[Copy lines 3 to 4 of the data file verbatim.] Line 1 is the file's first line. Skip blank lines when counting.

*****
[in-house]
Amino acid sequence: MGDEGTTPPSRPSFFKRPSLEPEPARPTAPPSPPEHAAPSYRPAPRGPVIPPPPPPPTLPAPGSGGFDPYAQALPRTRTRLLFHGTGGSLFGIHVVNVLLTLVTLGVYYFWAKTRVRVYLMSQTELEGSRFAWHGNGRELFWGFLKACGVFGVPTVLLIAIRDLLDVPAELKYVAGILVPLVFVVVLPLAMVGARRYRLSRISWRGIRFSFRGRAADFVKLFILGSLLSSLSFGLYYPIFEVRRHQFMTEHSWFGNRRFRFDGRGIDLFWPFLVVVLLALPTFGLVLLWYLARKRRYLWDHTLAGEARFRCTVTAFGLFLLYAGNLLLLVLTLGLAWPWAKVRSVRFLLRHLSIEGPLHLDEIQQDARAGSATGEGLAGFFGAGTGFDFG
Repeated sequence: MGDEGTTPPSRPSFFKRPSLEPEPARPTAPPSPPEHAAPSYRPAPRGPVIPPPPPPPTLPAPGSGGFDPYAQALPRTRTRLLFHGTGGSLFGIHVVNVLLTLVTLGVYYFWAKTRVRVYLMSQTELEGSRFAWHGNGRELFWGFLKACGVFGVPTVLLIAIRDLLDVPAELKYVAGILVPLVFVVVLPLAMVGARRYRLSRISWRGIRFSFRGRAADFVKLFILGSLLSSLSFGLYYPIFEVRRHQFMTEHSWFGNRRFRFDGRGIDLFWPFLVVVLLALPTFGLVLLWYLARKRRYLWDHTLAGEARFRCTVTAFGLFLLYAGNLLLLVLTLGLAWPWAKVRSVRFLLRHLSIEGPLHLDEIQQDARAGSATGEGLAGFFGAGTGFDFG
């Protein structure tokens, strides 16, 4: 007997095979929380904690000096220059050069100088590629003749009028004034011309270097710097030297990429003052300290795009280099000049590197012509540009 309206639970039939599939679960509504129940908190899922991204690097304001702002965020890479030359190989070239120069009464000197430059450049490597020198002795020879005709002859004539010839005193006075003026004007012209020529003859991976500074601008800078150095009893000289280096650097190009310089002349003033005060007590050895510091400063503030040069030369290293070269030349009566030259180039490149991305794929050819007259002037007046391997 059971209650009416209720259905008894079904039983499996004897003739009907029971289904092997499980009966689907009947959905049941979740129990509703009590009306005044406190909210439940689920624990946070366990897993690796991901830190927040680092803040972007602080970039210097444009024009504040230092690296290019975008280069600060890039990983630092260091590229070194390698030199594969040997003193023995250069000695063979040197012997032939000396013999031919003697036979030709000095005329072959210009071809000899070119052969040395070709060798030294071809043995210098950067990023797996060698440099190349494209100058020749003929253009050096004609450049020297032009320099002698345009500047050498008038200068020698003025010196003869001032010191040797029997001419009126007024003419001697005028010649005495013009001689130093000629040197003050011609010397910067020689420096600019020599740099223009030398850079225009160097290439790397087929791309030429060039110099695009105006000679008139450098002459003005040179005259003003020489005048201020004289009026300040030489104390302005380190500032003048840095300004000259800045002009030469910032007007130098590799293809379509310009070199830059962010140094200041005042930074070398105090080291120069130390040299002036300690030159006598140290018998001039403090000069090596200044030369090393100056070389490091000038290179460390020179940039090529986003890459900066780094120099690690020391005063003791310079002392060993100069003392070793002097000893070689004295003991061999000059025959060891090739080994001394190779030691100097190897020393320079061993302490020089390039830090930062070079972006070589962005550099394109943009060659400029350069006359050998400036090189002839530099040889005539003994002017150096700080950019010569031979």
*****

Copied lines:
Repeated sequence: MGDEGTTPPSRPSFFKRPSLEPEPARPTAPPSPPEHAAPSYRPAPRGPVIPPPPPPPTLPAPGSGGFDPYAQALPRTRTRLLFHGTGGSLFGIHVVNVLLTLVTLGVYYFWAKTRVRVYLMSQTELEGSRFAWHGNGRELFWGFLKACGVFGVPTVLLIAIRDLLDVPAELKYVAGILVPLVFVVVLPLAMVGARRYRLSRISWRGIRFSFRGRAADFVKLFILGSLLSSLSFGLYYPIFEVRRHQFMTEHSWFGNRRFRFDGRGIDLFWPFLVVVLLALPTFGLVLLWYLARKRRYLWDHTLAGEARFRCTVTAFGLFLLYAGNLLLLVLTLGLAWPWAKVRSVRFLLRHLSIEGPLHLDEIQQDARAGSATGEGLAGFFGAGTGFDFG
């Protein structure tokens, strides 16, 4: 007997095979929380904690000096220059050069100088590629003749009028004034011309270097710097030297990429003052300290795009280099000049590197012509540009 309206639970039939599939679960509504129940908190899922991204690097304001702002965020890479030359190989070239120069009464000197430059450049490597020198002795020879005709002859004539010839005193006075003026004007012209020529003859991976500074601008800078150095009893000289280096650097190009310089002349003033005060007590050895510091400063503030040069030369290293070269030349009566030259180039490149991305794929050819007259002037007046391997 059971209650009416209720259905008894079904039983499996004897003739009907029971289904092997499980009966689907009947959905049941979740129990509703009590009306005044406190909210439940689920624990946070366990897993690796991901830190927040680092803040972007602080970039210097444009024009504040230092690296290019975008280069600060890039990983630092260091590229070194390698030199594969040997003193023995250069000695063979040197012997032939000396013999031919003697036979030709000095005329072959210009071809000899070119052969040395070709060798030294071809043995210098950067990023797996060698440099190349494209100058020749003929253009050096004609450049020297032009320099002698345009500047050498008038200068020698003025010196003869001032010191040797029997001419009126007024003419001697005028010649005495013009001689130093000629040197003050011609010397910067020689420096600019020599740099223009030398850079225009160097290439790397087929791309030429060039110099695009105006000679008139450098002459003005040179005259003003020489005048201020004289009026300040030489104390302005380190500032003048840095300004000259800045002009030469910032007007130098590799293809379509310009070199830059962010140094200041005042930074070398105090080291120069130390040299002036300690030159006598140290018998001039403090000069090596200044030369090393100056070389490091000038290179460390020179940039090529986003890459900066780094120099690690020391005063003791310079002392060993100069003392070793002097000893070689004295003991061999000059025959060891090739080994001394190779030691100097190897020393320079061993302490020089390039830090930062070079972006070589962005550099394109943009060659400029350069006359050998400036090189002839530099040889005539003994002017150096700080950019010569031979």